As widely expected, Etsy, Inc. has filed for an IPO. The company, which operates an e-commerce marketplace to sell handmade crafts, plans to list on the Nasdaq under the ticker of ETSY.
Unlike many S-1’s, which tend to be dry and boring (hey, they are often drafted by many attorneys!), the one from Etsy is definitely written with lots of flourish. Here’s just a sample:
“Our mission is to reimagine commerce in ways that build a more fulfilling and lasting world. We are building a human, authentic and community-centric global and local marketplace. We are committed to using the power of business to create a better world through our platform, our members, our employees and the communities we serve.”
While this may seem a bit sappy and over-the-top, the fact is that Etsy has built a solid business. Consider that there is now a thriving community of 54 million members, which include 1.4 million active sellers and 19.8 million active buyers.
And the company has been able to monetize this platform, which should help boost the Etsy IPO. In 2014, revenues hit $195.6 million, up 56.4% on a year-over-year basis. Etsy makes money from a combination of transaction and listing fees from sellers.
Yet the company has continued to post losses. For 2014, they came to $15.2 million. Although, the S-1 points out that the adjusted earnings before interest, taxes, depreciation, and amortization was $23.1 million.
It’s actually tough to get a sense of the market opportunity. According to Euromonitor, the global online retail market was $695 billion in 2013 and is expected to reach $1.5 trillion by 2018.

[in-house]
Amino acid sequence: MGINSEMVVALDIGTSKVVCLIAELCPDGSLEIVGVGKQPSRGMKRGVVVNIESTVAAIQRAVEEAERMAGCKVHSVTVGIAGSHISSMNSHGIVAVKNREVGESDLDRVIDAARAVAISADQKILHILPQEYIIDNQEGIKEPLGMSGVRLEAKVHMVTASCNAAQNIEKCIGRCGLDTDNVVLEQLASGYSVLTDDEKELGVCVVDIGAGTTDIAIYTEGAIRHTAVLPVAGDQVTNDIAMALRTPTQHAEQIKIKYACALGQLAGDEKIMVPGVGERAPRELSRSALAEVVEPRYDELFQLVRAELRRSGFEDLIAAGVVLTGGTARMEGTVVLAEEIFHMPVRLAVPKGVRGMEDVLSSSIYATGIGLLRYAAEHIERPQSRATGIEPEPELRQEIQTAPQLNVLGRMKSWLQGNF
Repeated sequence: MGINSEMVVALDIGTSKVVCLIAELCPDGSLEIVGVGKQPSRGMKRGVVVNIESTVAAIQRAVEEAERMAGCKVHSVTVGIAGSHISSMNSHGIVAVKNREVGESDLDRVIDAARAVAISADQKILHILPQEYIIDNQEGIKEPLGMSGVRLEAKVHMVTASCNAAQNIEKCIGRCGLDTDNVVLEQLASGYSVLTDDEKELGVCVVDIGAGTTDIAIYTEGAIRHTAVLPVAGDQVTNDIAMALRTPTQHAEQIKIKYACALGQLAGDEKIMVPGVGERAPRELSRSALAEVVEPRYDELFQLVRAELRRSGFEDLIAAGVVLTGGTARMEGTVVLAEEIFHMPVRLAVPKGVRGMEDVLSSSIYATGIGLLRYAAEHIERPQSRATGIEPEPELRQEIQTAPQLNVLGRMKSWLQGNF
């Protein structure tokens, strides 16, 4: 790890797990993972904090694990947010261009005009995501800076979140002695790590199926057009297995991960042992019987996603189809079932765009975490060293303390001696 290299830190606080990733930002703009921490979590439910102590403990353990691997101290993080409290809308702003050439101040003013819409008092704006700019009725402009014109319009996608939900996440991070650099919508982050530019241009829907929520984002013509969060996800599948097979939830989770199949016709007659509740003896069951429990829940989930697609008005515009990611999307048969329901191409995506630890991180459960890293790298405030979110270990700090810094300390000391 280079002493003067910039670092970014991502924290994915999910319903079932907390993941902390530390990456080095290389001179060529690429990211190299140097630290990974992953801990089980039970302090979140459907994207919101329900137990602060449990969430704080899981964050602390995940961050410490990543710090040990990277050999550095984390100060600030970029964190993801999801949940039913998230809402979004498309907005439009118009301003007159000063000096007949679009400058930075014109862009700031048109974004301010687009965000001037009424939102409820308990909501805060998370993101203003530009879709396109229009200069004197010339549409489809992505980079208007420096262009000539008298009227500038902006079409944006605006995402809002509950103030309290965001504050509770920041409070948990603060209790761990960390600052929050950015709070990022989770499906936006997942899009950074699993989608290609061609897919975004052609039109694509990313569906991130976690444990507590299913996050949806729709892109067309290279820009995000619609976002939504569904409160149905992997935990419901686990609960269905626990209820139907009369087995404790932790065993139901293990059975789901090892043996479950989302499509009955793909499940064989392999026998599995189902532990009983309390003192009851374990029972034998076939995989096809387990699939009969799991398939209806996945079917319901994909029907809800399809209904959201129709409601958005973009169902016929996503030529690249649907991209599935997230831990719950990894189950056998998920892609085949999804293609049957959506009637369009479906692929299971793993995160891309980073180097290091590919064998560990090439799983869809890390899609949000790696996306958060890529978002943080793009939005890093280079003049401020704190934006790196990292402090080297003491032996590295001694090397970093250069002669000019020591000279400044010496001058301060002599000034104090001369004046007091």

So how much of this will come from products that Etsy focuses on? Well, the S-1 does not provide any details.
But there are already signs that the market may be somewhat limiting. For example, in late 2013 the company loosened its rules on manufacturing and outsourcing of products, which allowed for much larger companies to participate in the marketplace. There was also a move to connect sellers directly to traditional retailers.
As should be no surprise, this has frustrated the company’s loyal early adopters, who are mostly micro-businesses. It also shows the Etsy’s messaging seems a bit hollow.
Another issue is that recent IPOs of e-commerce companies have not fared so well. Take a look:
|Company||Return Since the IPO|
|Zulily Inc (NASDAQ:ZU)||-63%|
|Wayfair Inc (NYSE:W)||-23%|
|Alibaba Group Holding Ltd (NYSE:BABA)||-10%|
|Groupon Inc (NASDAQ:GRPN)||-70%|
|HomeAway, Inc. (NASDAQ:AWAY)||-20%|
Then there is cautionary tale of the implosion at Fab.com, a former high-flying e-commerce company that focused on artisanal furniture and achieved a valuation of over $1 billion a couple years ago. Unfortunately, the company sold for a mere $15 million this week.
Kind of scary, huh? Definitely. Although, investors will still probably show lots of enthusiasm for the Etsy IPO. The company is a dominant player in its space, has a powerful global brand, a large user base and strong revenues. In other words, such factors should lead to a pop on the opening. But as seen with many other e-commerce IPOs, it could be tough to maintain a hefty valuation for the long haul.
Tom Taulli runs the InvestorPlace blog IPO Playbook. He is also the author of High-Profit IPO Strategies, All About Commodities and All About Short Selling. Follow him on Twitter at @ttaulli. As of this writing, he did not hold a position in any of the aforementioned securities.